SF’s Outdoor Public Warning System to Take 2-Year Hiatus for Upgrades

DeSoto Outdoor Warning Siren
NBC 5 News

San Francisco's Outdoor Public Warning System, which sounds off during a weekly test every Tuesday at noon, will be going on a two-year hiatus, the city's Department of Emergency Management said.

The system, which is made of 119 sirens located throughout the city, is used to alert people about emergencies like a tsunami, a contaminated water supply or a radiological attack.

The alarm, however, will be heard for the last time next Tuesday at noon before the system temporarily shuts down for upgrades.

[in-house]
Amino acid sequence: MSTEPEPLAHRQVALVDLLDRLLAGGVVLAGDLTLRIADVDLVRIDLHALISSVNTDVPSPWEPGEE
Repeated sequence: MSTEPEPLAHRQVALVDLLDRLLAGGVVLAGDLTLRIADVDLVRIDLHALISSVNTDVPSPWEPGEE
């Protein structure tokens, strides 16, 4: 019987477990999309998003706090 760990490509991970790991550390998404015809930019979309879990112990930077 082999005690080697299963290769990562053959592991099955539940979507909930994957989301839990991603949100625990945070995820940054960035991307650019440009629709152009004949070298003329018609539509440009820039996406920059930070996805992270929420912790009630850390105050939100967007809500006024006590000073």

The upgrades will be installed over the next two years and will cost about $2.5 million, improving the system's reliability and security.

"The Outdoor Public Warning System has stood guard in San Francisco since World War II. As we temporarily relieve the antiquated sirens from their watch for much needed upgrades, San Franciscans can be confident that the city will continue to provide timely alerts and warnings," Mary Ellen Carroll, SFDEM's executive director, said in a statement.

The last upgrades to the system were made back in 2005.

As the new upgrades are being installed, the city will continue to rely on other alert and warning tools already in place, like AlertSF, the Emergency Alert System and Wireless Emergency Alerts, as well as social media.

During the upgrades, residents and visitors are being encouraged to sign up for AlertSF, the city's emergency text message system, by texting their zip code to 888-777 or by visiting www.alertsf.org.

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